3. At least 42% but no more than 86% of the mitigation reef area shall be covered by exposed hard substrate.
  4. At least 90 percent of the exposed hard substrate must remain available for attachment by reef biota.
  5. The artificial reef(s) shall sustain 150 acres of medium-to-high density giant kelp.
  6. The standing stock of fish at the mitigation reef shall be at least 28 tons.
  7. The resident fish assemblage shall have a total density and number of species similar to natural reefs within the region.
  8. Fish reproductive rates shall be similar to natural reefs within the region.
  9. The total density and number of species of young-of-year fish shall be similar to natural reefs within the region.
  10. Fish production shall be similar to natural reefs within the region.
  11. The benthic community (both algae and macroinvertebrates) shall have coverage or density and number of species similar to natural reefs within the region.
  12. The benthic community shall provide food-chain support for fish similar to natural reefs within the region.
  13. The important functions of the reef shall not be impaired by undesirable or invasive benthic species (e.g., sea urchins or Cryptoarachnidium).
sandbass kelp forest invertebrates understory macroalgae in a giant kelp forest
Sandbass (Paralabrax nebulifer) on the newly constructed Wheeler North Reef (left). An assemblage of common kelp forest invertebrates in southern California (middle). An assenblage of understory macroalgae in a giant kelp forest (right).
UCSB diver measuring size and density of giant kelp
UCSB diver measuring the size and density of giant kelp during annual performance monitoring. Photo by Richard Herrmann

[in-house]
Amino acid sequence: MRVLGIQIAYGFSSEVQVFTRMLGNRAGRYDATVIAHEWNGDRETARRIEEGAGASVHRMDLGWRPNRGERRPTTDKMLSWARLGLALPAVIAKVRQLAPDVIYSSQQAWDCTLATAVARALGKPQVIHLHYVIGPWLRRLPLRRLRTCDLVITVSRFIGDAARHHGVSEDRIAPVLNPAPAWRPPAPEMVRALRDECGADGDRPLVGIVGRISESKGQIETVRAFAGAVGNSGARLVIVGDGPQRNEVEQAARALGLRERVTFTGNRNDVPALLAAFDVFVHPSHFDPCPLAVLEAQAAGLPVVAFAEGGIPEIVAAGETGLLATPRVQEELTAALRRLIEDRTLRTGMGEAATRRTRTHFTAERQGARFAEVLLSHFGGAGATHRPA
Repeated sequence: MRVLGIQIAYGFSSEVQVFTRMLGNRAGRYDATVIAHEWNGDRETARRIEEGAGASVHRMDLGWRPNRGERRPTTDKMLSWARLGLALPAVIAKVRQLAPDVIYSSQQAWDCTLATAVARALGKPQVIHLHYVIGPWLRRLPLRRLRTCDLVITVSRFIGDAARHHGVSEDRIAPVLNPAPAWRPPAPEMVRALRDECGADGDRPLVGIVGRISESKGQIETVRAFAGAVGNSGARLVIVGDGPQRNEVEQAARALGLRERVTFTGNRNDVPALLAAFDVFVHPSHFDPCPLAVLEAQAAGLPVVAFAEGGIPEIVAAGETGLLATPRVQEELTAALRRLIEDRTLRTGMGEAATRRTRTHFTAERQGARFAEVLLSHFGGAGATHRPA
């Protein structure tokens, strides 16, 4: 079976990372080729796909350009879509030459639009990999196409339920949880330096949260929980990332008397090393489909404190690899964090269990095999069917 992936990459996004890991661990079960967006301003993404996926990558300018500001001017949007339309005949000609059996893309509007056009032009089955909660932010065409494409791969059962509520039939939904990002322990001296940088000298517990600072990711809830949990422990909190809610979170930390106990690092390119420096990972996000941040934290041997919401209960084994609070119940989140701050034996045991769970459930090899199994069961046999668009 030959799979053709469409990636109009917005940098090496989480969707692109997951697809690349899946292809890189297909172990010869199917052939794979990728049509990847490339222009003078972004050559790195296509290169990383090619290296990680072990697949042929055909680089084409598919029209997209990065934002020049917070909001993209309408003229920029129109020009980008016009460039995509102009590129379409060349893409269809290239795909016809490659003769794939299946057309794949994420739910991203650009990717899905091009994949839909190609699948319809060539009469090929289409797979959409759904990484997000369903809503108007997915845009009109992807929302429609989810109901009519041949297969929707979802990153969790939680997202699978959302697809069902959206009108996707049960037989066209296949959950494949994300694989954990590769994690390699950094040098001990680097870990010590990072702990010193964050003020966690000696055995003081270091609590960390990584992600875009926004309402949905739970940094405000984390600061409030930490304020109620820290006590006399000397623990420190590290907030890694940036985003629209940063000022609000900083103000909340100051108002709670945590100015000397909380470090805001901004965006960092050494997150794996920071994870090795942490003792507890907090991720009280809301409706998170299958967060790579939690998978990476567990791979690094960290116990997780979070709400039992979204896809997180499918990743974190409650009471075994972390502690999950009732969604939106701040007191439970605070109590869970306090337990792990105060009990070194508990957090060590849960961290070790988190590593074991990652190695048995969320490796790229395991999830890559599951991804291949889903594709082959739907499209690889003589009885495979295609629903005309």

Monitoring and Evaluation

The SONGS coastal development permit requires monitoring by independent scientists be done during the mitigation phase to: (1) determine whether the performance standards established for the mitigation reef are met, (2) determine, if necessary, the reasons why any performance standard has not been met, and (3) develop recommendations for appropriate remedial measures. The Permit also requires the scientists to develop a monitoring plan for the mitigation reef that describes the sampling methodology, analytical techniques and methods for measuring performance of the mitigation reef relative to the performance standards identified in the SONGS coastal development permit. UCSB scientists produced a monitoring plan for the Wheeler North Reef that contains: (1) a description of the process that will be used to evaluate condition compliance, including a list of 13 performance standards by which the mitigation reef will be judged and the general approach that will be used to determine the overall success of the mitigation project, (2) descriptions of the specific sampling methods and analyses that will be used to evaluate each of the 13 performance standards, (3) an explanation of how project data will be managed and archived for future use, and (4) a description of how the results from the monitoring program will be disseminated to the CCC, SCE, and all other interested parties.